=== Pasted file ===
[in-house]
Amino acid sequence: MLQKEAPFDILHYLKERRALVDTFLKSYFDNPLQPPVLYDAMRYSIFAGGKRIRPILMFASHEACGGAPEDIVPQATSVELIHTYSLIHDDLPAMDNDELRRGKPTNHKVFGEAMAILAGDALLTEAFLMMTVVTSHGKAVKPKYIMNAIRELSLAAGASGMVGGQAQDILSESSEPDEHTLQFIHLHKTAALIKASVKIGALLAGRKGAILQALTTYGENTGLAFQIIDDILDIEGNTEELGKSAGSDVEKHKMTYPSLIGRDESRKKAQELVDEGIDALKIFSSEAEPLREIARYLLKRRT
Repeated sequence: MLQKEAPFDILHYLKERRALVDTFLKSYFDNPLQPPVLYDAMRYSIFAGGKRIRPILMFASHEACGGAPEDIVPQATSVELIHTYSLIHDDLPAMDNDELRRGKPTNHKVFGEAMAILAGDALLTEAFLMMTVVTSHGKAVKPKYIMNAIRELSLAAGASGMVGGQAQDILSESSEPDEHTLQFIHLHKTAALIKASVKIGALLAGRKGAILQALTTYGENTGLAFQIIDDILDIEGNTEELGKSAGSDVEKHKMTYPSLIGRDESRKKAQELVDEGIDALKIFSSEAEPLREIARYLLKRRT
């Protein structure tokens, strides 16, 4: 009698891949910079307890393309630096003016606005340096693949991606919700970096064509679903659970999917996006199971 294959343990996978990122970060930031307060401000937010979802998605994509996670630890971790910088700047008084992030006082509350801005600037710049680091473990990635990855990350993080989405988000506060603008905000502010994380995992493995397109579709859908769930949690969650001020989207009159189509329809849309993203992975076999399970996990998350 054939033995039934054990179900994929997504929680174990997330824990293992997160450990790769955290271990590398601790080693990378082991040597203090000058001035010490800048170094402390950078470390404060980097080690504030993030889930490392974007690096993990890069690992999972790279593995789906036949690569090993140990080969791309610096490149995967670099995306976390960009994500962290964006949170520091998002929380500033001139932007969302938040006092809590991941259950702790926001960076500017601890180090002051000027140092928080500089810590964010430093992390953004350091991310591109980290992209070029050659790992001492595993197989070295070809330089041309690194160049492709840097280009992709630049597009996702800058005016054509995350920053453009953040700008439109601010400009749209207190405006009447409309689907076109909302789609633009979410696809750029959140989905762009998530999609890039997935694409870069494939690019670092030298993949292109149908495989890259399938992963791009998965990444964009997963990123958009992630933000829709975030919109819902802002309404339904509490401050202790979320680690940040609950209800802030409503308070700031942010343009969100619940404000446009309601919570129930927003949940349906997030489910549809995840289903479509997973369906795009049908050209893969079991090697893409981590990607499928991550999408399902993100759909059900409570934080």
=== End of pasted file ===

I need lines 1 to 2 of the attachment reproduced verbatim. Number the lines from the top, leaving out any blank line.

[in-house]
Amino acid sequence: MLQKEAPFDILHYLKERRALVDTFLKSYFDNPLQPPVLYDAMRYSIFAGGKRIRPILMFASHEACGGAPEDIVPQATSVELIHTYSLIHDDLPAMDNDELRRGKPTNHKVFGEAMAILAGDALLTEAFLMMTVVTSHGKAVKPKYIMNAIRELSLAAGASGMVGGQAQDILSESSEPDEHTLQFIHLHKTAALIKASVKIGALLAGRKGAILQALTTYGENTGLAFQIIDDILDIEGNTEELGKSAGSDVEKHKMTYPSLIGRDESRKKAQELVDEGIDALKIFSSEAEPLREIARYLLKRRT